What I do about this is start out as slowly as possible (getting down to maybe 30-40 MPH as we go over the lip) and coast the rest of the way, using the brakes maybe only once or twice, hard-ish, for several seconds. I have no idea if this is at all optimal as far as minimizing repair cost, but it does mean that we are coasting down significant stretches at speeds upwards of 60 MPH (I tend to put the brakes on when it gets over 65 MPH), in moderately heavy traffic, going around curves that one doesn't generally find on an interstate freeway, with nothing between you and an almost-sheer drop on one side but some very flimsy-looking guardrail. (What's not to like.)
The good news is that nothing bad happened during this stretch – aside from Benjamin commenting about really hating this part of the drive, for all the reasons just cited, and in particular being nervous about the ability of the guardrails to keep a car from plunging over the edge. We explained to him that they are rather sturdier than they look, which is true.
We finally got to the bottom, and now I was really starting to get nervous about the gas because the needle was right on empty and we were still running the air conditioning and I knew that the exit with the gas was still a good 10-20 miles off... but we did finally make it, vibrating all the way, and tanked up.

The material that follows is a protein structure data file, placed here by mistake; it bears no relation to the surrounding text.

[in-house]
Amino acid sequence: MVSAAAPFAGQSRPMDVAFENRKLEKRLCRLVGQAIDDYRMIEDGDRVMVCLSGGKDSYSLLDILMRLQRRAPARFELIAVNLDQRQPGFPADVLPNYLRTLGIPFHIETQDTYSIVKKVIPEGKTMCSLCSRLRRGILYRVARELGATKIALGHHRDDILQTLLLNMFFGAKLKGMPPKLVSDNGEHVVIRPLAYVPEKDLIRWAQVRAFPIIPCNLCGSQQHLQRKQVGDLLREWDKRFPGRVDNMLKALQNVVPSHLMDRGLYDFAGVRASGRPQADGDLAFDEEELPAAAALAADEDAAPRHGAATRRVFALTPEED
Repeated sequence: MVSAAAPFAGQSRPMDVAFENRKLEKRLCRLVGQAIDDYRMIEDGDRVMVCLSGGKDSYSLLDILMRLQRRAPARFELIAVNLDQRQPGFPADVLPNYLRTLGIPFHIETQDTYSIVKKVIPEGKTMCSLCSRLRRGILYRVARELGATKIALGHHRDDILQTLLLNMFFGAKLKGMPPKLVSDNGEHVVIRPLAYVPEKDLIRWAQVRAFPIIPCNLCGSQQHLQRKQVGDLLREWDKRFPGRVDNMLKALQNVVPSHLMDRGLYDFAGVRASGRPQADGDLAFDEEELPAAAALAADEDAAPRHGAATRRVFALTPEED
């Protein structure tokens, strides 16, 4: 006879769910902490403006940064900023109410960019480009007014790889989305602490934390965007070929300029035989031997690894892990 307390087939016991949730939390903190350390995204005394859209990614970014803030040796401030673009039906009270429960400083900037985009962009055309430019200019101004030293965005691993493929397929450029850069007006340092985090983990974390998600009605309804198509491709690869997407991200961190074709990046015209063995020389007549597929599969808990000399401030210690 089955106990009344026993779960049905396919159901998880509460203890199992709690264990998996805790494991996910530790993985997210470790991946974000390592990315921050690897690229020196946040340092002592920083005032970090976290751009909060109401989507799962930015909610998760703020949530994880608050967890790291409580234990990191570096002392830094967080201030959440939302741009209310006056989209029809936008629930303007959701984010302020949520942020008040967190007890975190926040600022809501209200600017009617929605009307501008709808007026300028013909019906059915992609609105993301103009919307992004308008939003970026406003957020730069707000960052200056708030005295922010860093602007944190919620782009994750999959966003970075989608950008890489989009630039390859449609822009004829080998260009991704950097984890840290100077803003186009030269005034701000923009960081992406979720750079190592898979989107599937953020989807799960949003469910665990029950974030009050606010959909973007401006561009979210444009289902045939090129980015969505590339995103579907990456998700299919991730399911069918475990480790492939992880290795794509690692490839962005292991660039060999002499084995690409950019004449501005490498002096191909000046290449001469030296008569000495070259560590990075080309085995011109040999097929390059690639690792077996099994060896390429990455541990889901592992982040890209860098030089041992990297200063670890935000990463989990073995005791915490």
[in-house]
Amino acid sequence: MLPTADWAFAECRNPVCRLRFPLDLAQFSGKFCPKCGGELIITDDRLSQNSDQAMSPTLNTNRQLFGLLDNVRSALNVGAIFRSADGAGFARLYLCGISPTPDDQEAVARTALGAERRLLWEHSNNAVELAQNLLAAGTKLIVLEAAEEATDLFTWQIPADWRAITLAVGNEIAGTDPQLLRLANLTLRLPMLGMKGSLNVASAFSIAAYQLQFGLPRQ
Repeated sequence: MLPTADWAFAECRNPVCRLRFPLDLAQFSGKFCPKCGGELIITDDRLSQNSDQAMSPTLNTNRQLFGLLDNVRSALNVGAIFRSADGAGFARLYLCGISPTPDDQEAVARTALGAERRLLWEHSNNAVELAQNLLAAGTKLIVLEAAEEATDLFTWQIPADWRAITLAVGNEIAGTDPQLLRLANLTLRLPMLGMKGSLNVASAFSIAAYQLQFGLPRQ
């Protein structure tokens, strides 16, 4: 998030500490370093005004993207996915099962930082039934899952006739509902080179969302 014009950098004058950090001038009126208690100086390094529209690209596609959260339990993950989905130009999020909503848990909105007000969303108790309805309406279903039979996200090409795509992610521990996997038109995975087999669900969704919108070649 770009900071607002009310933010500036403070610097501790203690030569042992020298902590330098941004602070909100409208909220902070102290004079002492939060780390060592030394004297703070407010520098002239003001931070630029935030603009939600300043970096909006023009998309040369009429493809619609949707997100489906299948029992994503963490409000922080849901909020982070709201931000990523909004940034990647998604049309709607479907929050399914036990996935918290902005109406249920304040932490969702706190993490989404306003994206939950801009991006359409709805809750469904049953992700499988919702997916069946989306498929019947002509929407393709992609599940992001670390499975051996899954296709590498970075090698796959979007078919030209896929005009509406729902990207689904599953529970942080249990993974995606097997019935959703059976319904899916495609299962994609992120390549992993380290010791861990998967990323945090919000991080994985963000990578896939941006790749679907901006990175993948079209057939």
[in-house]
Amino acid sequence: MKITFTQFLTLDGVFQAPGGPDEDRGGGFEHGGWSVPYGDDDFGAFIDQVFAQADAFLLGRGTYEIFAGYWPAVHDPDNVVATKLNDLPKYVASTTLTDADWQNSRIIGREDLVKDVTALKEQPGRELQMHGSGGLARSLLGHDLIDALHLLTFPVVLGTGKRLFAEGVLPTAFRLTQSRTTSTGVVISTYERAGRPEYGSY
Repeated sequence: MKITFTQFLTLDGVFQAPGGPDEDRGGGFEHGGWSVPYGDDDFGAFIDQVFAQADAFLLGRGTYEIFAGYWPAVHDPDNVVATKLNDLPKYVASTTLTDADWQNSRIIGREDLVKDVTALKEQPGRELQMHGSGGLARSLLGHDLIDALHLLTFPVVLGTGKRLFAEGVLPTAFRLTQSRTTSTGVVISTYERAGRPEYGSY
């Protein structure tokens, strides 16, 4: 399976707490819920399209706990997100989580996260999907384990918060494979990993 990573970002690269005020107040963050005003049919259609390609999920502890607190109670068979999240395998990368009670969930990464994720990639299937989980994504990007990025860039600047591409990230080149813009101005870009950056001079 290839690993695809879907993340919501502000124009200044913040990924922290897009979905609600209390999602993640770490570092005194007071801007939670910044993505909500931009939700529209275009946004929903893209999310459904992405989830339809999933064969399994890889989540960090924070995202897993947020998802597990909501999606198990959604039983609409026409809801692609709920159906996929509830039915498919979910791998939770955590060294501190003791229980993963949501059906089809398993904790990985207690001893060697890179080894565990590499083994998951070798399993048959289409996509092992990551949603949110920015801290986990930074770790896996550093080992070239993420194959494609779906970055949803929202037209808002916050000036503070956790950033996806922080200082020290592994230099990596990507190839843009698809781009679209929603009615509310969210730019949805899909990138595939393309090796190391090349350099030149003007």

So now all I had to worry about was the vibration, and whether some part of the car's undercarriage was going to suddenly wear through and fall off or lock up the wheels or something.
This Is Where It Gets a Bit Too Exciting
Fast-forward to approximately 10 minutes after tanking up. I was trying to find a speed where the vibration was at a minimum. We were in the left lane of two; Harena is pretty sure we were going 65-70 MPH at this point (more or less legal on that stretch). The car music stick was playing "Count on Me", which would have been tragically ironic if things had gone a little differently. I think Harena had started to say something to me... and suddenly there was a loud BANGTHUMP (all one sound, but kind of a cross between the two)...
It must have been at approximately this time that I activated the right-turn signal, because I intended to change lanes and then pull the car off to the right shoulder. I might or might not have said something like "I've got to get us off the road". (For the record, here is Harena's recounting.)